My role
Interaction Design
Unity Development

Nicholas Jennings, Ananya Nandy,
Kathy Wang

10.2021 - 02.2022

GeneratiVR is an interactive system that allows users to explore and control generative design systems through spatial interactions in virtual reality. We present a prototype of spatial interaction techniques that can assist humans in navigating a large design space and getting a better sense of how their designs might function in the relevant environment through the example of designing storage shelves. 

A paper on this project is accepted to CHI 2022 Late-Breaking Work︎︎︎.

With generative design systems, designers provide high-level specifications and constraints, receiving many generated geometries that satisfy these goals as outputs. At the same time, the creation of an expansive design space drives a need for designers to efficiently navigate through the vast quantities of options now available.

How to enable designers to efficiently and effectively evaluate and select preferred designs from a large set of alternatives? 

💡️ VR has the ability to simulate environments in which designs operate in the real world.

💡️ VR has the ability to facilitate spatial interaction with 3D objects

Therefore, we propose two novel interaction techniques in Virtual Reality to address this challenge by leveraging rich, spatial user input:

  1. gesture-based direct manipulation to indicate preference for design features;
  2. action-based demonstrations of desired design functionality.

The interactions are explored through the example of designing storage shelves. In our storyboard, the user starts with the large list of generated shelf designs, supported by a gallery-like visualization that allows them to explore several designs at once. The designer can then narrow down and choose designs or design parameters using a direct manipulation filter and a functionality filter.

1. User sees a full design space in virtual reality.

2. User first applies the direct manipulation filter.

3. User chooses an example shelf to shart with.

4. Users drag the feature to demonstrate their preferred position.

5. When users let go, only designs that satisfy the preferences remain.

6. Still too many! User then applies the functionality filter.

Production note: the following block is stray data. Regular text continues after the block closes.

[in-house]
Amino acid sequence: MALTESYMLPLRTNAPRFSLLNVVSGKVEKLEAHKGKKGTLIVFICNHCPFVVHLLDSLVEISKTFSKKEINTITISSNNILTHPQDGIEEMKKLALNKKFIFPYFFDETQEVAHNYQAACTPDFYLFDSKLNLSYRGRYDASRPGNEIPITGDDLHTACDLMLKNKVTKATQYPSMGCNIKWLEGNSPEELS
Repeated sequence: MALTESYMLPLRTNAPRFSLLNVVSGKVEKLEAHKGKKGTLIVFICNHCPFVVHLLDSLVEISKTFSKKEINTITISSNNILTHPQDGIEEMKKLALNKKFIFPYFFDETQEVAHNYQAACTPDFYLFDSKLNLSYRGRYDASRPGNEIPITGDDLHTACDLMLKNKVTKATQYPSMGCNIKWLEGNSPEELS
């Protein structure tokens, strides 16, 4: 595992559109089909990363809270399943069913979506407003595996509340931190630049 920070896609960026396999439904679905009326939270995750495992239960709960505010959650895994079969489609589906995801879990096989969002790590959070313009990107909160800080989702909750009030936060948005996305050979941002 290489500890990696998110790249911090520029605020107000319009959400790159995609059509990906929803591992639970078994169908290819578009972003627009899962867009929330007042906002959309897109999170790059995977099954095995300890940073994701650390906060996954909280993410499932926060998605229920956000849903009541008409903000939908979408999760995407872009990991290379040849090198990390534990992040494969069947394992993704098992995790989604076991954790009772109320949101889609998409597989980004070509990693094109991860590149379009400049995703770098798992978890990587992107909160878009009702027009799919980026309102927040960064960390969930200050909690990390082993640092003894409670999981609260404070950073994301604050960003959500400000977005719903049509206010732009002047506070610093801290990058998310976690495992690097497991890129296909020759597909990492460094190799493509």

7. A bounding box based on the space of remaining designs is shown first. 

8. Users create objects of desired sizes and place the objects in their preferred positions.

9. Users create more objects and place the objects in their preferred positions.

10. After two filters applied, only one design remains.


We use Rhino 7 and Grasshopper to define a parametric model of the shelf design, generate many designs and evaluate each design using a fitness function.

The model uses six parameters (width, height, depth, wall thickness, shelf location, and support location) to create hundreds of designs for the VR evaluation.

The generative design system then goes to a grid of 3D design geometries, which go into virtual reality. The two interaction types in VR are shown belew: the user, wearing a headset, uses his controller to move the edge of the shelf in one interaction and then places some books on the shelf in the other interaction. We also send data back to the generative design system at the end of each round of evaluation.
Direct Manipulation Filter

  1. Users select a design from the grid. 
  2. Users select the part of the design which they want to modify.
  3. Users drag the feature to demonstrate their preferred position, and see how many designs fulfill their preference in real-time as “ghosts”. 
  4. When users let go, only designs that satisfy the preference remain.

Functionality Filter

  1. A bounding box based on the space of remaining designs is shown. 
  2. Users create objects of desired sizes and place the objects in their preferred positions.
  3. Only designs that satisfy the desired function (supporting the items in the specified locations) are shown.

Our current system lays most of the groundwork needed for conducting studies on how interactions in VR can be used to guide the generative design process with human feedback, although we have not yet run formal evaluation studies.

Our immediate next steps will consist of quantitatively and qualitatively evaluating how designers might actually incorporate these interactions into a design process, as well as their benefit on generating desirable designs.

Additionally, the interactions have only been tested using the design of a shelf as an example, we believe there is a clear application to other furniture-like application domain.